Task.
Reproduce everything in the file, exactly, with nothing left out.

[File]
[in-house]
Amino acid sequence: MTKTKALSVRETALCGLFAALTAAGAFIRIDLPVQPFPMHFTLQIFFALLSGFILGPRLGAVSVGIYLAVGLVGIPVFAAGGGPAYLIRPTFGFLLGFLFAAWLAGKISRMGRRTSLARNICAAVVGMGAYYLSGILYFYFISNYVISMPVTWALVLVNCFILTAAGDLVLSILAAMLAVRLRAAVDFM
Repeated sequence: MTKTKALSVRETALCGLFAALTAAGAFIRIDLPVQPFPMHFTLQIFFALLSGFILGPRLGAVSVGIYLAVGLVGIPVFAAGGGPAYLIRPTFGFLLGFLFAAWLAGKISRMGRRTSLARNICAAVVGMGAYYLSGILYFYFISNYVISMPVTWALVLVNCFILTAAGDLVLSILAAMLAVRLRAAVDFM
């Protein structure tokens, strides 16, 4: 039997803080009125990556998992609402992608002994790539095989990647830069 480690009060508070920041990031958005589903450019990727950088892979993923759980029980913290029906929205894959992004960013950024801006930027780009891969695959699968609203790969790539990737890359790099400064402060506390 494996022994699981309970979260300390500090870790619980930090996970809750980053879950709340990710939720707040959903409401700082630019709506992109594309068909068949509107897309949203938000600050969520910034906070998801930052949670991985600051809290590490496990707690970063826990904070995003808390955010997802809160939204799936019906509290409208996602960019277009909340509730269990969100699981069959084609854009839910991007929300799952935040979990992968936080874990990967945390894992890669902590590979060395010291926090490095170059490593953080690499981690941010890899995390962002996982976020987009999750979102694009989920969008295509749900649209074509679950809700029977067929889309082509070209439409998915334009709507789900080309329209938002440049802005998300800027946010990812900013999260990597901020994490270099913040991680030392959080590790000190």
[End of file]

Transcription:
[in-house]
Amino acid sequence: MTKTKALSVRETALCGLFAALTAAGAFIRIDLPVQPFPMHFTLQIFFALLSGFILGPRLGAVSVGIYLAVGLVGIPVFAAGGGPAYLIRPTFGFLLGFLFAAWLAGKISRMGRRTSLARNICAAVVGMGAYYLSGILYFYFISNYVISMPVTWALVLVNCFILTAAGDLVLSILAAMLAVRLRAAVDFM
Repeated sequence: MTKTKALSVRETALCGLFAALTAAGAFIRIDLPVQPFPMHFTLQIFFALLSGFILGPRLGAVSVGIYLAVGLVGIPVFAAGGGPAYLIRPTFGFLLGFLFAAWLAGKISRMGRRTSLARNICAAVVGMGAYYLSGILYFYFISNYVISMPVTWALVLVNCFILTAAGDLVLSILAAMLAVRLRAAVDFM
């Protein structure tokens, strides 16, 4: 039997803080009125990556998992609402992608002994790539095989990647830069 480690009060508070920041990031958005589903450019990727950088892979993923759980029980913290029906929205894959992004960013950024801006930027780009891969695959699968609203790969790539990737890359790099400064402060506390 494996022994699981309970979260300390500090870790619980930090996970809750980053879950709340990710939720707040959903409401700082630019709506992109594309068909068949509107897309949203938000600050969520910034906070998801930052949670991985600051809290590490496990707690970063826990904070995003808390955010997802809160939204799936019906509290409208996602960019277009909340509730269990969100699981069959084609854009839910991007929300799952935040979990992968936080874990990967945390894992890669902590590979060395010291926090490095170059490593953080690499981690941010890899995390962002996982976020987009999750979102694009989920969008295509749900649209074509679950809700029977067929889309082509070209439409998915334009709507789900080309329209938002440049802005998300800027946010990812900013999260990597901020994490270099913040991680030392959080590790000190």